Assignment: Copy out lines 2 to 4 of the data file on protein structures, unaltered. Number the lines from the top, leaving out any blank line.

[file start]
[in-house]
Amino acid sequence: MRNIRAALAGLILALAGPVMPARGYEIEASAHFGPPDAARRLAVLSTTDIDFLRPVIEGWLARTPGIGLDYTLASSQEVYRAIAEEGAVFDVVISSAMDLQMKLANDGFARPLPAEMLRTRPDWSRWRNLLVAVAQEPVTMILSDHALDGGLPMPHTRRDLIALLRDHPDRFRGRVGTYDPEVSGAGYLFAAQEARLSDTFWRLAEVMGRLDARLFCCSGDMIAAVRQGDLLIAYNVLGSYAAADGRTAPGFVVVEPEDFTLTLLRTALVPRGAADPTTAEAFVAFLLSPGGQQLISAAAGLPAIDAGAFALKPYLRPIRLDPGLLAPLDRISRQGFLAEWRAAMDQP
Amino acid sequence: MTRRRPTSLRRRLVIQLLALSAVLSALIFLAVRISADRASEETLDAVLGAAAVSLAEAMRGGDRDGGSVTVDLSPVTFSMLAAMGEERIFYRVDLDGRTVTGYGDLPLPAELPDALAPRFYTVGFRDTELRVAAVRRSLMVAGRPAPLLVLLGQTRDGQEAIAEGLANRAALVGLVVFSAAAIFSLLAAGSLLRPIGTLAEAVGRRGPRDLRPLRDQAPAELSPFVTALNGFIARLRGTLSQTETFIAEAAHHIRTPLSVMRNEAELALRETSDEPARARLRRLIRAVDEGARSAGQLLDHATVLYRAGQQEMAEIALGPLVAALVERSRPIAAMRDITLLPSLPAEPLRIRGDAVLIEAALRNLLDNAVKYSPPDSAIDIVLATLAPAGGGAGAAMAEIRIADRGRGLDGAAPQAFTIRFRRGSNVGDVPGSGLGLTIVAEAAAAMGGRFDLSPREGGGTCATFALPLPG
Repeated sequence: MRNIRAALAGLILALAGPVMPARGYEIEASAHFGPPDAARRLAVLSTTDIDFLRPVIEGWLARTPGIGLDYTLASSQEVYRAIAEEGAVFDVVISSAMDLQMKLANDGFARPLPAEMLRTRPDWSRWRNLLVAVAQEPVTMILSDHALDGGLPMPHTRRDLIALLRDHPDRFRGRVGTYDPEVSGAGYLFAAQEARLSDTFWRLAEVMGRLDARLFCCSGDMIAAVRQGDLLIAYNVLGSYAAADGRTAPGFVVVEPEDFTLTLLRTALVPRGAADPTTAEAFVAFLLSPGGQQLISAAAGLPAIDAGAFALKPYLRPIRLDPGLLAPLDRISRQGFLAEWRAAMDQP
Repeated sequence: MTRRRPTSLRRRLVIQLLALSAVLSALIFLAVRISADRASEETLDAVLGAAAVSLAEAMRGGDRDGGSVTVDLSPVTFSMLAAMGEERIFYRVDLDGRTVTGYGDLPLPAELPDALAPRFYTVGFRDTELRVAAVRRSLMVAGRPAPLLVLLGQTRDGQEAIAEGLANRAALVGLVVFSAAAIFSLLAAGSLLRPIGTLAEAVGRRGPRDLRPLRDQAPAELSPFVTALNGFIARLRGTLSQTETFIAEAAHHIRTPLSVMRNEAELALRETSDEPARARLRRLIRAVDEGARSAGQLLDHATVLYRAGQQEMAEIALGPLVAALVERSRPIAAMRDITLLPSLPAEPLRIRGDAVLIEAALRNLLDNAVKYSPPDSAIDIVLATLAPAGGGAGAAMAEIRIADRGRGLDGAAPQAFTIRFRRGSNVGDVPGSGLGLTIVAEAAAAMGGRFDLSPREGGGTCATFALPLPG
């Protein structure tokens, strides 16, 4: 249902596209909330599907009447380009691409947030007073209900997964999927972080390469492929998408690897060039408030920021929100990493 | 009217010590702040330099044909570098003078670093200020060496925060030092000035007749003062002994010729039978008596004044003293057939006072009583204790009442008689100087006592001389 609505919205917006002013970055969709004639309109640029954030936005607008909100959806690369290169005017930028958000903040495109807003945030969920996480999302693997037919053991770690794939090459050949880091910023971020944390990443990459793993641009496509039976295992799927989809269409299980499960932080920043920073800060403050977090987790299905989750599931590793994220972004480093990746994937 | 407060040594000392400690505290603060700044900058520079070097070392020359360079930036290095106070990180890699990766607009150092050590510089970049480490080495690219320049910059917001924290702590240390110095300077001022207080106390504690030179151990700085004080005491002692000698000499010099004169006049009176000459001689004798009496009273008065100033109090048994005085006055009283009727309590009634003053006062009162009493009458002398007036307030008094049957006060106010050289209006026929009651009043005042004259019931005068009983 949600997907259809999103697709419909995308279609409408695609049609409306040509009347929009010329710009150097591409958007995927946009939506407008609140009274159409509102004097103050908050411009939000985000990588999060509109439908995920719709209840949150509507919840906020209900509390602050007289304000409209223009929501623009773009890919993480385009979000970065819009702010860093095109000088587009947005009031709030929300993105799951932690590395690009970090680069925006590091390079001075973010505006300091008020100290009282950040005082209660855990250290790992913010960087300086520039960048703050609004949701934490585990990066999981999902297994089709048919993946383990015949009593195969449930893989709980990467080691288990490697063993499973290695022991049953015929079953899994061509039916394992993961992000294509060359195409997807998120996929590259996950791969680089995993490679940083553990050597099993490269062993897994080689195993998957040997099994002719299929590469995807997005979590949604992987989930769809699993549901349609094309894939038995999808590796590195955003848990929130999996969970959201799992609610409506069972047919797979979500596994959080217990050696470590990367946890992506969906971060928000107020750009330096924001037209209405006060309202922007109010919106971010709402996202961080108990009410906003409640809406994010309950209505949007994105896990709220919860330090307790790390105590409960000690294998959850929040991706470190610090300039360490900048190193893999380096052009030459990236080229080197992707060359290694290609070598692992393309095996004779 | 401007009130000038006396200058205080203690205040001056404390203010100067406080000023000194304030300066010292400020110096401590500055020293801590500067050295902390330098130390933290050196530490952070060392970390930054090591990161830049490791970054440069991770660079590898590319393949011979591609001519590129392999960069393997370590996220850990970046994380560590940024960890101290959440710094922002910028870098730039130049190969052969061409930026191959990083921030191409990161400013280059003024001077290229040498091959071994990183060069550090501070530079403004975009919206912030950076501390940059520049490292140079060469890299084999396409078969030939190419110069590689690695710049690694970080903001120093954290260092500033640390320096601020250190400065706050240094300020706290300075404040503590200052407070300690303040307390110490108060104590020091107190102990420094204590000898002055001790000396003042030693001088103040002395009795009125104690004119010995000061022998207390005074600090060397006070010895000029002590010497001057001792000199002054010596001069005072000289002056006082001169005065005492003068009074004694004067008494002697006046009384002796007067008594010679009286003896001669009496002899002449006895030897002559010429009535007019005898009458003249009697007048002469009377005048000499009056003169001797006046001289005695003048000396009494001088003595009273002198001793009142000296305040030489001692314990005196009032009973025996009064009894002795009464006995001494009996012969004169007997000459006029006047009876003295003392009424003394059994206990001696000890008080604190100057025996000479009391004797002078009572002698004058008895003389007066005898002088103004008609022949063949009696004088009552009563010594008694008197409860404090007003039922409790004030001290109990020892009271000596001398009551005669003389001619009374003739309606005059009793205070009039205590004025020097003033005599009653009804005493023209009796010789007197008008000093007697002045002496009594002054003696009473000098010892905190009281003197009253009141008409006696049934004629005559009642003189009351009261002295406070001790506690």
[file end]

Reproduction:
Amino acid sequence: MRNIRAALAGLILALAGPVMPARGYEIEASAHFGPPDAARRLAVLSTTDIDFLRPVIEGWLARTPGIGLDYTLASSQEVYRAIAEEGAVFDVVISSAMDLQMKLANDGFARPLPAEMLRTRPDWSRWRNLLVAVAQEPVTMILSDHALDGGLPMPHTRRDLIALLRDHPDRFRGRVGTYDPEVSGAGYLFAAQEARLSDTFWRLAEVMGRLDARLFCCSGDMIAAVRQGDLLIAYNVLGSYAAADGRTAPGFVVVEPEDFTLTLLRTALVPRGAADPTTAEAFVAFLLSPGGQQLISAAAGLPAIDAGAFALKPYLRPIRLDPGLLAPLDRISRQGFLAEWRAAMDQP
Amino acid sequence: MTRRRPTSLRRRLVIQLLALSAVLSALIFLAVRISADRASEETLDAVLGAAAVSLAEAMRGGDRDGGSVTVDLSPVTFSMLAAMGEERIFYRVDLDGRTVTGYGDLPLPAELPDALAPRFYTVGFRDTELRVAAVRRSLMVAGRPAPLLVLLGQTRDGQEAIAEGLANRAALVGLVVFSAAAIFSLLAAGSLLRPIGTLAEAVGRRGPRDLRPLRDQAPAELSPFVTALNGFIARLRGTLSQTETFIAEAAHHIRTPLSVMRNEAELALRETSDEPARARLRRLIRAVDEGARSAGQLLDHATVLYRAGQQEMAEIALGPLVAALVERSRPIAAMRDITLLPSLPAEPLRIRGDAVLIEAALRNLLDNAVKYSPPDSAIDIVLATLAPAGGGAGAAMAEIRIADRGRGLDGAAPQAFTIRFRRGSNVGDVPGSGLGLTIVAEAAAAMGGRFDLSPREGGGTCATFALPLPG
Repeated sequence: MRNIRAALAGLILALAGPVMPARGYEIEASAHFGPPDAARRLAVLSTTDIDFLRPVIEGWLARTPGIGLDYTLASSQEVYRAIAEEGAVFDVVISSAMDLQMKLANDGFARPLPAEMLRTRPDWSRWRNLLVAVAQEPVTMILSDHALDGGLPMPHTRRDLIALLRDHPDRFRGRVGTYDPEVSGAGYLFAAQEARLSDTFWRLAEVMGRLDARLFCCSGDMIAAVRQGDLLIAYNVLGSYAAADGRTAPGFVVVEPEDFTLTLLRTALVPRGAADPTTAEAFVAFLLSPGGQQLISAAAGLPAIDAGAFALKPYLRPIRLDPGLLAPLDRISRQGFLAEWRAAMDQP